A Note from Jake Jaxson:
As many of you know, I grew up in New Orleans -- a hot, decadent, and haunted place -- where so much pain and pleasure has collided over the centuries. While attending college, I rented my first apartment in the Lower Garden District. At the time, the massive stately homes and mansions had either been carved up into apartments or were falling down around themselves. If you've ever read Interview with the Vampire, this is the neighborhood in New Orleans where Lestat retreats to hide, rest, and regain his strength.
When I first moved into my apartment, I was taken in by the enormous 20 foot floor-to-ceiling windows, the upstairs gallery, and the wrap around balcony which still held its original panes of blown glass. These lush, antiquated features of the house were the pride and joy of the land lady -- a sweet woman who seemed to be as old as the property itself.
"Come here and look," she said to me, pointing to one of the window panes. The air bubbles in the glass were still visible. "You see the names etched in the glass? That's the signature of the mistress of the house, and below that are her children."
I took a closer look, and sure enough, the name Mary Brown was scribbled into the glass in cursive, while Edwin and Edwinea were right below it in larger, child-like cursive. I could even feel the indentation when I touched the glass, a heavy hand had spelled out the children's names.
"Both taken by the yellow fever," my land lady said, as if it had happened yesterday. Then she turned to me with a glint in her eye and a devilish grin across her face.
"She haunts this house, you know. You can hear her crying," she said. "But don't worry about Mrs. Brown. She's harmless, although her crying may wake you up at night." Oh great, I thought, just as I'm moving in she tells me this!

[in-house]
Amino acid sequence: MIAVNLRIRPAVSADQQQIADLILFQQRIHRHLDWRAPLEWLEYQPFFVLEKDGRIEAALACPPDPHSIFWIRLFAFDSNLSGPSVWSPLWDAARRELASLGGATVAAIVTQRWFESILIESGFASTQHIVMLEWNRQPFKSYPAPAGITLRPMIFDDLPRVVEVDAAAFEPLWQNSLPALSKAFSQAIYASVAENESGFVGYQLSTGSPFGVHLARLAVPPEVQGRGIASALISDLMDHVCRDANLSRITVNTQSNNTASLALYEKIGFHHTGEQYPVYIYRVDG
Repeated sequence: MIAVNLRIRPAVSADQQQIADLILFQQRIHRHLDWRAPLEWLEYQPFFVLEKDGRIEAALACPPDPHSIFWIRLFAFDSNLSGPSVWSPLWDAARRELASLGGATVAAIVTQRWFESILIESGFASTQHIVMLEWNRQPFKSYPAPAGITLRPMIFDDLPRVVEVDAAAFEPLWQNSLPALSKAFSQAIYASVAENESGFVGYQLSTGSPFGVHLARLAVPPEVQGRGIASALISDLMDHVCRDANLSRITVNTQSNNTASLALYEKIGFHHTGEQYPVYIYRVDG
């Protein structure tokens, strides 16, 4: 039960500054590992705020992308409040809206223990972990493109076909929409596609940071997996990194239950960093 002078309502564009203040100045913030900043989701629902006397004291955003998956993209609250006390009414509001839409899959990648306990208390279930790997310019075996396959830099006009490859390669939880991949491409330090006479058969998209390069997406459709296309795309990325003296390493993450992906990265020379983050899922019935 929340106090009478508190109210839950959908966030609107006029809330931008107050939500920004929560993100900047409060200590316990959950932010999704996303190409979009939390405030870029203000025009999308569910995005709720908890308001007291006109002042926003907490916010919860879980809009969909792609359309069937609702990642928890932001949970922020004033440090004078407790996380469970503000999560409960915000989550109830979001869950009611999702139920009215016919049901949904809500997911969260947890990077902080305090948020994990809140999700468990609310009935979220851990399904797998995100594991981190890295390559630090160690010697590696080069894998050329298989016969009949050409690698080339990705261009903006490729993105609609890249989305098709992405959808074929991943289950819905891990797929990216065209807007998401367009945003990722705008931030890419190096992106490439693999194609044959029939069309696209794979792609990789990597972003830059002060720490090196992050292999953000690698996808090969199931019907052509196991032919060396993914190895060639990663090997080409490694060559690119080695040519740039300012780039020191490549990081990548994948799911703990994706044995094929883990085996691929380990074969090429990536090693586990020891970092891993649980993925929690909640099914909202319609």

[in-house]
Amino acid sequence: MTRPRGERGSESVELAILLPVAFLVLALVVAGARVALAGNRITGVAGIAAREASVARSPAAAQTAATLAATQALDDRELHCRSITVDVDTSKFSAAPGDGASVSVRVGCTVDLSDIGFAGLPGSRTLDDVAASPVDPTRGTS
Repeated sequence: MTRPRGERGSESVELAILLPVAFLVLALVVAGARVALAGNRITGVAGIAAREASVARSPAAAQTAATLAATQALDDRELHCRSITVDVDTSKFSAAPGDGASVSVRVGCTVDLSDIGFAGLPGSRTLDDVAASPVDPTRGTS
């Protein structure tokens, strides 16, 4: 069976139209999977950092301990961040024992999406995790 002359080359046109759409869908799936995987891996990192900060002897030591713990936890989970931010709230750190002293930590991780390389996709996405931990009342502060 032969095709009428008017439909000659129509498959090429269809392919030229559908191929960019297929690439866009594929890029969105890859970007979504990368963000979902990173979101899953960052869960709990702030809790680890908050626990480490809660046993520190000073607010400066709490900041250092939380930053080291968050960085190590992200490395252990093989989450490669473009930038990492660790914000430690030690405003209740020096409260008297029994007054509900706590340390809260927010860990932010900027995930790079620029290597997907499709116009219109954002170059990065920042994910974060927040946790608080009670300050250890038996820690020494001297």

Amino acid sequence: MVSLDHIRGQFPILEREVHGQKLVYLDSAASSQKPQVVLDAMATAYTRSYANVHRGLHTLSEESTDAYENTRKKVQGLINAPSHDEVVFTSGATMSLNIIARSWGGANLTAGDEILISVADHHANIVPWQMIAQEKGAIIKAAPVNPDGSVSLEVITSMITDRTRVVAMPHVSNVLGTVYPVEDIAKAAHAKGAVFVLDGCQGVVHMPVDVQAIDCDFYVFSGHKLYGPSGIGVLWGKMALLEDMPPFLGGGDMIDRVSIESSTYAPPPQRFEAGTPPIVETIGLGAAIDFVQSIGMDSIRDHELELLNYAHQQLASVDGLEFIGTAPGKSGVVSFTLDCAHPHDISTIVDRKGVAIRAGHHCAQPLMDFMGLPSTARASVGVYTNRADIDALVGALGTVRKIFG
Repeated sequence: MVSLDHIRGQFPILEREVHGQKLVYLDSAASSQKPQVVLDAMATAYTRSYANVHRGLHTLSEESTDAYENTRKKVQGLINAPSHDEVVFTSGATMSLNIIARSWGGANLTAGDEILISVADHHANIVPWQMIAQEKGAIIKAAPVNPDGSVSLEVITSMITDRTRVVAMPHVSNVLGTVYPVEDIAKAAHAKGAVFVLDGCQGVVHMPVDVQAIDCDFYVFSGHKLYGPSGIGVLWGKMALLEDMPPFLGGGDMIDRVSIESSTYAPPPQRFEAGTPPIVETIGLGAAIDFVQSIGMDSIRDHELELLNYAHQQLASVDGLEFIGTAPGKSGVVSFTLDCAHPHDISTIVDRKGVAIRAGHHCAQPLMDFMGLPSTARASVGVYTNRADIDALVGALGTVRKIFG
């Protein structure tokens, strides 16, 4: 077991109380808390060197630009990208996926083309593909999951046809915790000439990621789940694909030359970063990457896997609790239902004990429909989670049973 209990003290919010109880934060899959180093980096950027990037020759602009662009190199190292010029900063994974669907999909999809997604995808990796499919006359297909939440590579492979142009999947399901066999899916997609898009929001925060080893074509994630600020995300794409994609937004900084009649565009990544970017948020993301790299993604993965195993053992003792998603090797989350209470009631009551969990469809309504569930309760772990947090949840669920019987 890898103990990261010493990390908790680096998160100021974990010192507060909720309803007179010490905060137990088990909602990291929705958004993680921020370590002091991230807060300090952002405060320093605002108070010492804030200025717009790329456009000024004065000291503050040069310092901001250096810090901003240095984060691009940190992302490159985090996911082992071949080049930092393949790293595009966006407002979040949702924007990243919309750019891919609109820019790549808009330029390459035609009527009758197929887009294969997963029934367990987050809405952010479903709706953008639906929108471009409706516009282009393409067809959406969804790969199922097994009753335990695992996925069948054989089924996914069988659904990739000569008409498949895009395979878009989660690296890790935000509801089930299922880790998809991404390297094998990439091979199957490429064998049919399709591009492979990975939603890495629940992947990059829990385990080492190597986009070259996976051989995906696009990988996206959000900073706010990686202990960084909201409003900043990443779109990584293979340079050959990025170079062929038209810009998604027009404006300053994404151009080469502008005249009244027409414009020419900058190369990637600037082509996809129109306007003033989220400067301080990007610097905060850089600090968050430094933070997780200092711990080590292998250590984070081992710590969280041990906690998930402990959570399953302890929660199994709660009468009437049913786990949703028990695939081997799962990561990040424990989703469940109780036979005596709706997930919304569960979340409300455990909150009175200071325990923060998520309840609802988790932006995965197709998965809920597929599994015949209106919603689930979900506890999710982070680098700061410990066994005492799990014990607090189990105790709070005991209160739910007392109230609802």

I lived in that apartment for two years, and as curious as I was, I was never haunted by Mary. From time to time, I would wake up suddenly, from a deep sleep...was it Mary? Other times, I would feel a cold chill or icy breeze come over me on a hot, humid night and wonder if it was a sign that an apparition would soon appear! But it never did. As much as I wanted to see Mary, she never appeared.
It was this yearning that was the inspiration for the final part of The Haunting series, A Kiss Before Goodnight
. Some hauntings do not manifest themselves through paranormal experiences like in Part I
, or through the transference of residual energy like in Part II
, but rather, we are haunted by the stories still told and spoken aloud today, passed down over time about people, their pain, their pleasure, wrongs committed, lives left unresolved, and lost loves waiting to be reunited.
I hope you enjoy the final film in this series. It's been a pleasure (and challenge) making it. Also, I could not have done this with out the hard work, resilience, and dedication of my first love, R.J. Sebastian. He is the rock and back bone of all of my work and life!
PS: The performers in these films went above and beyond with their support, hard work, and creative energy, and deserve a lot of credit. Please let them know you have enjoyed their efforts! In a business filled with dismissive comments and negativity, hearing something nice from just one fan is a joy to all those involved and very much appreciated: @ChagallArnaud
Christian Wilde (Naked Sword exclusive model)
plays Klaus Heist, a highly successful yet greatly disturbed artist who is severly lacking creative inspiration. After doing some research online, Klaus learns of an isolated manor for sale in the woods rumored to be one of the most haunted properties in New York. On impulse, he purchases the house with the hope of encountering the supernatural and drives there the following day.
A spritely young real estate agent, played by Max Ryder, can't believe he's sold his first listing in just a day -- especially since it's notoriously known for being haunted -- and he greets Klaus enthusiastically upon arrival. But Klaus has other plans. Without warning, he slams the chipper little punk against the wall and fucks him hard... in every single room of the house. Because if that doesn't provoke the spirits to reveal themselves to him, what will?
When the plan does not work in his favor, an even more flustered Klaus kicks the useless agent out of the house he now owns and retreats to his room to paint. Without the spirits connecting to him, he decides to flip the tables and create a tribute painting for them.
What he discovers in his work is not fright, but an act of love -- a guilt-ridden church pillar's son submitting himself to his forgiving valet, their lives lost but their passion still alive and pulsing through the house. With Arnaud Chagall as the pillar's son and Ricky Roman as the valet, Klaus is not haunted but moved by their redemptive passion fucking and the forgotten brutality that failed to tear them apart.